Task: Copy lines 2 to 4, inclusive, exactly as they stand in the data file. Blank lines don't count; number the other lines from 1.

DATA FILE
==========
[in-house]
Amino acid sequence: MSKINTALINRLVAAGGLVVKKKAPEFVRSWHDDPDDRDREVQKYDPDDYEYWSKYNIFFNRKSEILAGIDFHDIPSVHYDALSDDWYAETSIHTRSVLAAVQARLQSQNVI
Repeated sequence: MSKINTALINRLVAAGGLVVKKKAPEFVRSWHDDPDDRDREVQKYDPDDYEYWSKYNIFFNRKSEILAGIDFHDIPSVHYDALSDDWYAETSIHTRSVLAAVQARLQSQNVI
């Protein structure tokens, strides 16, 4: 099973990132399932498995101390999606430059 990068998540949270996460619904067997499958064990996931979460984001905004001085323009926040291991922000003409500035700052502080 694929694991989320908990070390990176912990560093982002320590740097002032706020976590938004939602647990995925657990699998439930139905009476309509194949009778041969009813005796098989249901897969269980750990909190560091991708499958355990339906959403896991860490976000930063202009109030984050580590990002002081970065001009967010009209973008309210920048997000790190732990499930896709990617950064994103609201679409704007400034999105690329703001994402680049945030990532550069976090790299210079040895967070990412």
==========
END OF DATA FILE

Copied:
Amino acid sequence: MSKINTALINRLVAAGGLVVKKKAPEFVRSWHDDPDDRDREVQKYDPDDYEYWSKYNIFFNRKSEILAGIDFHDIPSVHYDALSDDWYAETSIHTRSVLAAVQARLQSQNVI
Repeated sequence: MSKINTALINRLVAAGGLVVKKKAPEFVRSWHDDPDDRDREVQKYDPDDYEYWSKYNIFFNRKSEILAGIDFHDIPSVHYDALSDDWYAETSIHTRSVLAAVQARLQSQNVI
């Protein structure tokens, strides 16, 4: 099973990132399932498995101390999606430059 990068998540949270996460619904067997499958064990996931979460984001905004001085323009926040291991922000003409500035700052502080 694929694991989320908990070390990176912990560093982002320590740097002032706020976590938004939602647990995925657990699998439930139905009476309509194949009778041969009813005796098989249901897969269980750990909190560091991708499958355990339906959403896991860490976000930063202009109030984050580590990002002081970065001009967010009209973008309210920048997000790190732990499930896709990617950064994103609201679409704007400034999105690329703001994402680049945030990532550069976090790299210079040895967070990412």